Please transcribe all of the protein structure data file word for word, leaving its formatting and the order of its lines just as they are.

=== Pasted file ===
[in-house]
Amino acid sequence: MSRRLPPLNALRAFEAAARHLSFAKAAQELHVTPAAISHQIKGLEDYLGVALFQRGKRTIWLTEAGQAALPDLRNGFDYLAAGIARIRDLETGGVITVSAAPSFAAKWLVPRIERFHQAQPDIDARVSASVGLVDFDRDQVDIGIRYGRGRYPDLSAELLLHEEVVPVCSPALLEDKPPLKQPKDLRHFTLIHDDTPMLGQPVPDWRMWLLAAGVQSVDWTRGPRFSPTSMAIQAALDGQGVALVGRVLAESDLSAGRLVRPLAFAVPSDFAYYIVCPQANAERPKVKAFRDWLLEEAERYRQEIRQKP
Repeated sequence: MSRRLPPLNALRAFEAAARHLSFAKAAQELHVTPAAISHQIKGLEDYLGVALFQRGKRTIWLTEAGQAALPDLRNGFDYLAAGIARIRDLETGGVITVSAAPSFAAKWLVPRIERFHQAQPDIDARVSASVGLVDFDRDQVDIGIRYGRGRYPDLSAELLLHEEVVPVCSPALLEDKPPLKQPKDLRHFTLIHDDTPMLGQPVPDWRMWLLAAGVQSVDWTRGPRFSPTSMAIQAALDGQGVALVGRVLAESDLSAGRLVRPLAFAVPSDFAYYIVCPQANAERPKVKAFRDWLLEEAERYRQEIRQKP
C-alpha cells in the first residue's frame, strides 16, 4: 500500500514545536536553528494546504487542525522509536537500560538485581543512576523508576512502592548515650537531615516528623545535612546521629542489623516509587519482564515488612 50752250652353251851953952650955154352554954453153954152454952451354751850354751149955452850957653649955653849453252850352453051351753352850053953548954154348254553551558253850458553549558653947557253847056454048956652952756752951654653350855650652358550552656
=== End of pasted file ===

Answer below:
[in-house]
Amino acid sequence: MSRRLPPLNALRAFEAAARHLSFAKAAQELHVTPAAISHQIKGLEDYLGVALFQRGKRTIWLTEAGQAALPDLRNGFDYLAAGIARIRDLETGGVITVSAAPSFAAKWLVPRIERFHQAQPDIDARVSASVGLVDFDRDQVDIGIRYGRGRYPDLSAELLLHEEVVPVCSPALLEDKPPLKQPKDLRHFTLIHDDTPMLGQPVPDWRMWLLAAGVQSVDWTRGPRFSPTSMAIQAALDGQGVALVGRVLAESDLSAGRLVRPLAFAVPSDFAYYIVCPQANAERPKVKAFRDWLLEEAERYRQEIRQKP
Repeated sequence: MSRRLPPLNALRAFEAAARHLSFAKAAQELHVTPAAISHQIKGLEDYLGVALFQRGKRTIWLTEAGQAALPDLRNGFDYLAAGIARIRDLETGGVITVSAAPSFAAKWLVPRIERFHQAQPDIDARVSASVGLVDFDRDQVDIGIRYGRGRYPDLSAELLLHEEVVPVCSPALLEDKPPLKQPKDLRHFTLIHDDTPMLGQPVPDWRMWLLAAGVQSVDWTRGPRFSPTSMAIQAALDGQGVALVGRVLAESDLSAGRLVRPLAFAVPSDFAYYIVCPQANAERPKVKAFRDWLLEEAERYRQEIRQKP
C-alpha cells in the first residue's frame, strides 16, 4: 500500500514545536536553528494546504487542525522509536537500560538485581543512576523508576512502592548515650537531615516528623545535612546521629542489623516509587519482564515488612 50752250652353251851953952650955154352554954453153954152454952451354751850354751149955452850957653649955653849453252850352453051351753352850053953548954154348254553551558253850458553549558653947557253847056454048956652952756752951654653350855650652358550552656